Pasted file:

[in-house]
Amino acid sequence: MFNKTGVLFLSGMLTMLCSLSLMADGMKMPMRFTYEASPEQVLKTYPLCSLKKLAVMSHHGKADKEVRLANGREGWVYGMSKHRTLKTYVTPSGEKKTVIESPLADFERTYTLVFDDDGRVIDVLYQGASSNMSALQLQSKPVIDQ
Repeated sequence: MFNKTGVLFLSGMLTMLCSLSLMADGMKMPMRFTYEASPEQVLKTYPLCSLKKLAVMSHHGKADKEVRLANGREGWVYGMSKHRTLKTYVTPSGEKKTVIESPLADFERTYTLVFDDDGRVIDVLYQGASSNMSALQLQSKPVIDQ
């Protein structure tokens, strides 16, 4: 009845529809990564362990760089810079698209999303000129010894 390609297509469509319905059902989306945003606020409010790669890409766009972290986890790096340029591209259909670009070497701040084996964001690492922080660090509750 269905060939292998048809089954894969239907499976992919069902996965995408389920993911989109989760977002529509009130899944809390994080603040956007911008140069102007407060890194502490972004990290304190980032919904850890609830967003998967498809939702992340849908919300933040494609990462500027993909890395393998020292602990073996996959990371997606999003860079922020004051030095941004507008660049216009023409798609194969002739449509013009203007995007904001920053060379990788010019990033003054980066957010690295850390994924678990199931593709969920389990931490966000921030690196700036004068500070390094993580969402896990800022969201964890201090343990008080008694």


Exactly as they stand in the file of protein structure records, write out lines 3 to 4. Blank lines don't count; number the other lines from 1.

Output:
Repeated sequence: MFNKTGVLFLSGMLTMLCSLSLMADGMKMPMRFTYEASPEQVLKTYPLCSLKKLAVMSHHGKADKEVRLANGREGWVYGMSKHRTLKTYVTPSGEKKTVIESPLADFERTYTLVFDDDGRVIDVLYQGASSNMSALQLQSKPVIDQ
């Protein structure tokens, strides 16, 4: 009845529809990564362990760089810079698209999303000129010894 390609297509469509319905059902989306945003606020409010790669890409766009972290986890790096340029591209259909670009070497701040084996964001690492922080660090509750 269905060939292998048809089954894969239907499976992919069902996965995408389920993911989109989760977002529509009130899944809390994080603040956007911008140069102007407060890194502490972004990290304190980032919904850890609830967003998967498809939702992340849908919300933040494609990462500027993909890395393998020292602990073996996959990371997606999003860079922020004051030095941004507008660049216009023409798609194969002739449509013009203007995007904001920053060379990788010019990033003054980066957010690295850390994924678990199931593709969920389990931490966000921030690196700036004068500070390094993580969402896990800022969201964890201090343990008080008694």